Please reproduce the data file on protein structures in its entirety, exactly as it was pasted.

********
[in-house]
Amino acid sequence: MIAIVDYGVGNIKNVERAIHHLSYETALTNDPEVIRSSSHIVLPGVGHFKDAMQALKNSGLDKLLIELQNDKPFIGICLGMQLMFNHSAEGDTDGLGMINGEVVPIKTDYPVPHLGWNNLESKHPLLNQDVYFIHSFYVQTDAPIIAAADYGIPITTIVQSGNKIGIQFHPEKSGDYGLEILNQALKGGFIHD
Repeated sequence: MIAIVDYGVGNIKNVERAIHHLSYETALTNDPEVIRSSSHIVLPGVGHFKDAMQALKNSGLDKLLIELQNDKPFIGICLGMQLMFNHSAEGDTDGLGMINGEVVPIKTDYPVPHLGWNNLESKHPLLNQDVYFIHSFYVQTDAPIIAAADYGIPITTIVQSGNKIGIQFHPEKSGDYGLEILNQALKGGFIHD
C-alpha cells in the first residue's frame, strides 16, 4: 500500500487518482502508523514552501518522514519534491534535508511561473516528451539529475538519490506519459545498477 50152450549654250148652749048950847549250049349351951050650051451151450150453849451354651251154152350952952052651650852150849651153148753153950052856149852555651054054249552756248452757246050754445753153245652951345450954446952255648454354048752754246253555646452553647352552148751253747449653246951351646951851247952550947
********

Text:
[in-house]
Amino acid sequence: MIAIVDYGVGNIKNVERAIHHLSYETALTNDPEVIRSSSHIVLPGVGHFKDAMQALKNSGLDKLLIELQNDKPFIGICLGMQLMFNHSAEGDTDGLGMINGEVVPIKTDYPVPHLGWNNLESKHPLLNQDVYFIHSFYVQTDAPIIAAADYGIPITTIVQSGNKIGIQFHPEKSGDYGLEILNQALKGGFIHD
Repeated sequence: MIAIVDYGVGNIKNVERAIHHLSYETALTNDPEVIRSSSHIVLPGVGHFKDAMQALKNSGLDKLLIELQNDKPFIGICLGMQLMFNHSAEGDTDGLGMINGEVVPIKTDYPVPHLGWNNLESKHPLLNQDVYFIHSFYVQTDAPIIAAADYGIPITTIVQSGNKIGIQFHPEKSGDYGLEILNQALKGGFIHD
C-alpha cells in the first residue's frame, strides 16, 4: 500500500487518482502508523514552501518522514519534491534535508511561473516528451539529475538519490506519459545498477 50152450549654250148652749048950847549250049349351951050650051451151450150453849451354651251154152350952952052651650852150849651153148753153950052856149852555651054054249552756248452757246050754445753153245652951345450954446952255648454354048752754246253555646452553647352552148751253747449653246951351646951851247952550947